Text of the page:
‘Ayuda, hindi bala:’ Filipinos online demand improved gov’t support on Labor Day 2020

Gaby Baizas
‘Ayuda, hindi bala:’ Filipinos online demand improved gov’t support on Labor Day 2020
The lockdown does not stop Filipinos from protesting from home and calling for better government aid amid the coronavirus crisis

MANILA, Philippines – A first for Philippine history, several groups across the country held online protests for the Labor Day celebration on Friday, May 1 to call the government to support its citizens during the coronavirus pandemic.

The coronavirus pandemic and lockdown guidelines in place have prevented activists from congregating on the streets, which prompted groups to think of creative ways to protest on social media—through illustrations, video conferences, and hashtags.

Activists stood with the everyday worker, highlighting their vital role in society and calling for their protection.

“We call upon the community to stand behind our workers, to show even greater support for our frontliners working to eradicate the threat that is COVID-19,” Alay Sining Fine Arts said in a statement.

“For so long, they have worked tirelessly without getting the credit they deserve…. For our workers, this was the norm. Now, as the rest of the world struggles to keep up with the reality of COVID-19, we cannot go back to the way things were.”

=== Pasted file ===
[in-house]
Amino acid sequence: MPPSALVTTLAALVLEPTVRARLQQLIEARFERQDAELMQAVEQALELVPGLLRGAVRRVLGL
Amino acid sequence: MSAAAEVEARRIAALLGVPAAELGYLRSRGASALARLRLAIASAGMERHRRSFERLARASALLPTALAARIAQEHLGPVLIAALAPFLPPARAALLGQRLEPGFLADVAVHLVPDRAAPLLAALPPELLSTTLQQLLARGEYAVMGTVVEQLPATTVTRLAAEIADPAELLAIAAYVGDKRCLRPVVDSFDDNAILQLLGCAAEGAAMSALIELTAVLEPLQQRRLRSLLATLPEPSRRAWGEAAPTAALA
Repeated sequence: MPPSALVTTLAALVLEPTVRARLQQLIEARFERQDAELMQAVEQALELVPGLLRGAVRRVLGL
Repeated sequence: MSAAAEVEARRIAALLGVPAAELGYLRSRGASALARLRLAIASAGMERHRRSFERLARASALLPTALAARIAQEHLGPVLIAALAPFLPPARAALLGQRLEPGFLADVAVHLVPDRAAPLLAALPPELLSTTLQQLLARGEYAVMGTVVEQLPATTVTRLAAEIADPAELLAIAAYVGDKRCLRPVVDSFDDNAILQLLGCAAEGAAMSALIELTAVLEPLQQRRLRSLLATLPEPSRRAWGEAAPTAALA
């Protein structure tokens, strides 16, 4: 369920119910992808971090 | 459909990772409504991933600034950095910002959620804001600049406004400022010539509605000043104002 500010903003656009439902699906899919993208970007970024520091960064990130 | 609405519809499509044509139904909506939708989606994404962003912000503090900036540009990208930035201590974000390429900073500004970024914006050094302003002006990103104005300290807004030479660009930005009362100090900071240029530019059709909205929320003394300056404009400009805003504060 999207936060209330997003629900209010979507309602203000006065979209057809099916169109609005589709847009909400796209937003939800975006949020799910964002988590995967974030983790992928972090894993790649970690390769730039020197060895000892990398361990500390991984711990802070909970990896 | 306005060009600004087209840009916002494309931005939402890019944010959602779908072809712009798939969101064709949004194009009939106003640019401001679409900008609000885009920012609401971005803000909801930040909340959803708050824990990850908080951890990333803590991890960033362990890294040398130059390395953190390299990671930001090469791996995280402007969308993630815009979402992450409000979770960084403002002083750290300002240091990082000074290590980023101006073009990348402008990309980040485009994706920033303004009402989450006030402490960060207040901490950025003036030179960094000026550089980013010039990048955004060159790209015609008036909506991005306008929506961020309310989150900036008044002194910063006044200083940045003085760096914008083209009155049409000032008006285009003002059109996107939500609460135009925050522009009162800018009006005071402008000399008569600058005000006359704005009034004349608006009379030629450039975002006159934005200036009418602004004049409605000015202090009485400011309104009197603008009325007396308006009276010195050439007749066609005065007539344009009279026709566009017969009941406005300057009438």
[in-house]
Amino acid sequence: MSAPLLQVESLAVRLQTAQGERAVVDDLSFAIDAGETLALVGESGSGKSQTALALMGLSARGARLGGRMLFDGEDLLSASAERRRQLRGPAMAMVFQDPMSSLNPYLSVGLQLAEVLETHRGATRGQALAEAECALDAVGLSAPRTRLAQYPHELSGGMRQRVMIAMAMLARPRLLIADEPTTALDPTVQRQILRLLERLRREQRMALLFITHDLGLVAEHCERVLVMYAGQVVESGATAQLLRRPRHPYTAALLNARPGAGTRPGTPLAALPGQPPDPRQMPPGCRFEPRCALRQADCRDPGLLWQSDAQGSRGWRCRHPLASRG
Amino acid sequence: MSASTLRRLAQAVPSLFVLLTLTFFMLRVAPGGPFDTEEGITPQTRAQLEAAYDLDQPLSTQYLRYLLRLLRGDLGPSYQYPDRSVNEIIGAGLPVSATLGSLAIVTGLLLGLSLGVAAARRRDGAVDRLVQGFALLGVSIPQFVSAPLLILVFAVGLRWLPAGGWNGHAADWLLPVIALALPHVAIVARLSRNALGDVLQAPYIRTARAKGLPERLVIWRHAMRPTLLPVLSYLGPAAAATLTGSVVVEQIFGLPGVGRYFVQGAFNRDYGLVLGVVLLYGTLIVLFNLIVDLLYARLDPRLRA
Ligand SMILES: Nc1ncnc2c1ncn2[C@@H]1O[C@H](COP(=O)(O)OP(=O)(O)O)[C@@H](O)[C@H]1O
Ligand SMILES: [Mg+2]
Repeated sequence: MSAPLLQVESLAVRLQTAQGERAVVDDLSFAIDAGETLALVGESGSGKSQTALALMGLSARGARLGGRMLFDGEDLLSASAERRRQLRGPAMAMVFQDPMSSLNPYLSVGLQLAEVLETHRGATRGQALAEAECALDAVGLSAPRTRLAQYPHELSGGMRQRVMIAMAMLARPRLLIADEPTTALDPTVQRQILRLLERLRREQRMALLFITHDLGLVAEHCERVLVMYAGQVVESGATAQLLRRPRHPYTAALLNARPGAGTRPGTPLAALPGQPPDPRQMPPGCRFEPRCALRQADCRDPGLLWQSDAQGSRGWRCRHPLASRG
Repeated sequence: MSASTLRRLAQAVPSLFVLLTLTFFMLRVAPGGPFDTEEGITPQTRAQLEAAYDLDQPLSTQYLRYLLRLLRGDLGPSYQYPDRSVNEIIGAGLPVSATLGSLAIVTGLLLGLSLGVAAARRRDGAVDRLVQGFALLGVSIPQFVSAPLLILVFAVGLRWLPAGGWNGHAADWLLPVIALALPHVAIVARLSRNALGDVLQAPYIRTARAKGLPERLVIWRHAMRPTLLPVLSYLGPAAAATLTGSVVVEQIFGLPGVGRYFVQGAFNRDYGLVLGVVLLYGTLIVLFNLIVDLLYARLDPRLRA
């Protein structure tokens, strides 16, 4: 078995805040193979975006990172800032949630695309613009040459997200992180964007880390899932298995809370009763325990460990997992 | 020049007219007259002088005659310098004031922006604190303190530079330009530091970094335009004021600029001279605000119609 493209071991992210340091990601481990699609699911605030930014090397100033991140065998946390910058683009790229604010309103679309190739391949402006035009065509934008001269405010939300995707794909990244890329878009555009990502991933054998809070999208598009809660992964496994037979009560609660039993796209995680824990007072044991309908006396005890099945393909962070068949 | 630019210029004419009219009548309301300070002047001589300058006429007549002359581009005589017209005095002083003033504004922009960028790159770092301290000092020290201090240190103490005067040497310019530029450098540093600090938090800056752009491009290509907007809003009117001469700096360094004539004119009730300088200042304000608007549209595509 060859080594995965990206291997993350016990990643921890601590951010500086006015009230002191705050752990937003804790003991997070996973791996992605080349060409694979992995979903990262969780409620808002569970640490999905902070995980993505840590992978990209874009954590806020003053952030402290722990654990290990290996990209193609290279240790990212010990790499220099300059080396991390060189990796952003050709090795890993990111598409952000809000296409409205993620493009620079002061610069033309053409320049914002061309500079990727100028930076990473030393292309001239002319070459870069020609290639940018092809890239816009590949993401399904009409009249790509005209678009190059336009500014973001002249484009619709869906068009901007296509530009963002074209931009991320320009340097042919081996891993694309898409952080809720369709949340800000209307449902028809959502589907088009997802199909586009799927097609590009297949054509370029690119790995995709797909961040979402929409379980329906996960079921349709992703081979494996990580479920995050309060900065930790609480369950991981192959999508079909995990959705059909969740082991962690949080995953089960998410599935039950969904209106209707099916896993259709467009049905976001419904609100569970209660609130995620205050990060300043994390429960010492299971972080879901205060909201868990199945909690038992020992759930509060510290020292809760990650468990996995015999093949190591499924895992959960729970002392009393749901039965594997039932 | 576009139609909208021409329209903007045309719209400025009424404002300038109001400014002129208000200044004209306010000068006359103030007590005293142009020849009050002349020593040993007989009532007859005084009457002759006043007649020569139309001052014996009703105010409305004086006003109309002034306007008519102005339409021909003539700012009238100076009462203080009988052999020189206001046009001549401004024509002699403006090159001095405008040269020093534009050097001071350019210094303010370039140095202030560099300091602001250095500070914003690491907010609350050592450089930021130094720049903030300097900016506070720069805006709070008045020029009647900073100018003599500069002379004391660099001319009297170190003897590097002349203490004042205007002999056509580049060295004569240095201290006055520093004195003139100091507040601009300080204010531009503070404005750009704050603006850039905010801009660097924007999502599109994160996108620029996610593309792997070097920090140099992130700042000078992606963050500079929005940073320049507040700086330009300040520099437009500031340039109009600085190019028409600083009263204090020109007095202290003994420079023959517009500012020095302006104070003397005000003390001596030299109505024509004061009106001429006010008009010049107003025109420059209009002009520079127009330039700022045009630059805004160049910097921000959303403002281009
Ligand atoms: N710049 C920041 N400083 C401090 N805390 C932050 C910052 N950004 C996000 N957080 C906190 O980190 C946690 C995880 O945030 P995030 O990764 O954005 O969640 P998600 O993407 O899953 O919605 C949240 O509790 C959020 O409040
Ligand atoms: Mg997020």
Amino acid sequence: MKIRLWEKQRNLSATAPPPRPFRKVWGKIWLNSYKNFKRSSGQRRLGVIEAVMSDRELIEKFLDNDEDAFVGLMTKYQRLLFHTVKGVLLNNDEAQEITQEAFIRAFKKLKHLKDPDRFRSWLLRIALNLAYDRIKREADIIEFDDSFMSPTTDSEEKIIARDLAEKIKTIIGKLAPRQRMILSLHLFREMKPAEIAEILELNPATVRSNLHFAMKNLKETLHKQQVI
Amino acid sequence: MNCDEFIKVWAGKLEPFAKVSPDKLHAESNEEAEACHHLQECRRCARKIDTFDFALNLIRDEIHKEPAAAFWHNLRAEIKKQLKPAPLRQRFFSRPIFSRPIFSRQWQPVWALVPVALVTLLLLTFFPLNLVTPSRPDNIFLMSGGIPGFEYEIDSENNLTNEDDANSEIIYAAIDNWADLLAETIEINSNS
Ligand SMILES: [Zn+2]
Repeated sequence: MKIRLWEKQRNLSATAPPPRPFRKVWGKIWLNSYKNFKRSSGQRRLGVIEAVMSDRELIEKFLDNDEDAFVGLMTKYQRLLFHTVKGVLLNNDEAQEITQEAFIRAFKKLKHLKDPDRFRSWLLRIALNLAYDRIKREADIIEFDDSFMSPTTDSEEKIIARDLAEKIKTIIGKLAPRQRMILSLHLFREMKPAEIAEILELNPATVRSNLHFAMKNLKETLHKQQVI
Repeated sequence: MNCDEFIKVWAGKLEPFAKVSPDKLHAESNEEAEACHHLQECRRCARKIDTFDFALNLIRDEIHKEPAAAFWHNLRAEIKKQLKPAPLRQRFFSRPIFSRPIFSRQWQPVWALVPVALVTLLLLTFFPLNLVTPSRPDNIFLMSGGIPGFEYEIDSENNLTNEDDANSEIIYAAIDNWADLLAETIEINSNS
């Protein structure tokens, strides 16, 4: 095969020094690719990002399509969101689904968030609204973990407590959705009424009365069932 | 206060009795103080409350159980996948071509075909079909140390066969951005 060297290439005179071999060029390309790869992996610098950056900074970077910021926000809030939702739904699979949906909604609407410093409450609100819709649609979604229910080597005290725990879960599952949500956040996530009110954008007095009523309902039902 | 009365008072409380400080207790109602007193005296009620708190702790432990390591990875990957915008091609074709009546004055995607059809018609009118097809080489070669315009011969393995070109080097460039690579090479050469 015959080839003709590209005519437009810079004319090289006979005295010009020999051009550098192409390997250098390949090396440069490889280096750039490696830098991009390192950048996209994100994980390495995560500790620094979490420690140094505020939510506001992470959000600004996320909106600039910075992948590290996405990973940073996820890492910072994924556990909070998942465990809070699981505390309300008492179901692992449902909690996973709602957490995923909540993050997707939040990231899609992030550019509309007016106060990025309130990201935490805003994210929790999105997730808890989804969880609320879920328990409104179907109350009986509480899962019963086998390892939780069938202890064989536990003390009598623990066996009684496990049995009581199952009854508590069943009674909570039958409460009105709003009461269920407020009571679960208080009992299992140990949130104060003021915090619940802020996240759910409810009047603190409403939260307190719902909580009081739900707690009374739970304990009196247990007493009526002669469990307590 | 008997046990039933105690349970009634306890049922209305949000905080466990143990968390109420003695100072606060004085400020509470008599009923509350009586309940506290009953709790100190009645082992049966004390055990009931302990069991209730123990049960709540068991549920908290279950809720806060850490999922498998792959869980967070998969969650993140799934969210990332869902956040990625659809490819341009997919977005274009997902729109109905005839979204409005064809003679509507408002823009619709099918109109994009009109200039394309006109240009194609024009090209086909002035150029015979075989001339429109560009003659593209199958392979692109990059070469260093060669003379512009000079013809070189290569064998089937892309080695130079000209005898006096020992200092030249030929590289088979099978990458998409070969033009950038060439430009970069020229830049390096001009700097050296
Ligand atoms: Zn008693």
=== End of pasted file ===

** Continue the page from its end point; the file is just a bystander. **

“Our workers have proven to be the backbone of our society—we must always make their voices heard, and we must always listen.”

Groups also used the hashtag #AyudaHindiBala to condemn the administration’s militarist approach to the coronavirus crisis.

This follows a number of instances where authorities used force against quarantine violators, notably when Quezon City authorities mauled and dragged a fish vendor who did not have a face mask and quarantine pass, and when police killed former soldier Winston Ragos.


Many activists also drew themselves holding online placards, urging authorities to give Filipino workers proper aid during the crisis.

“When our workers call for assistance, they should never be met with threats of violence made by the government for speaking up,” Twitter user @mehreel_ said.


“I stand with workers to call for proper aid during this crisis from a government that chooses to kill instead of support them,” wrote Twitter user @susciPepe.


Ngayong Mayo Uno, makiisa tayo sa laban ng ating mga manggagawa sa panunupil ng administrasyon na dinaranas nila araw-araw,” Twitter user @jetmanjvr said.

(This May 1, we stand with our workers who are oppressed by the administration every day.)

Other Filipinos called for wage hikes and better working conditions, as several Filipinos’ livelihoods were hit by the pandemic. The Department of Labor and Employment stated on Thursday, April 30 that more than two million Filipinos have either lost their jobs or are under a “No Work, No Pay” scheme.


Siklab PH and Anakbayan Retiro created GIFs to honor the everyday worker and frontliner.


Other groups held online rallies through video conferences. Kilusang Mayo Uno held a noise barrage and burned an online effigy through a Zoom call that was livestreamed on Facebook.

Nagkaisa Labor Coalition along with Sentro ng mga Nagkakaisa at Progresibong Manggagawa held an online rally for labor, women, and youth groups. Senator Risa Hontiveros and human rights lawyer Chel Diokno were also present at the online rally.



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Gaby Baizas

Gaby Baizas is a digital forensics researcher at Rappler. She first joined Rappler straight out of college as a digital communications specialist. She hopes people learn to read past headlines the same way she hopes punk never dies.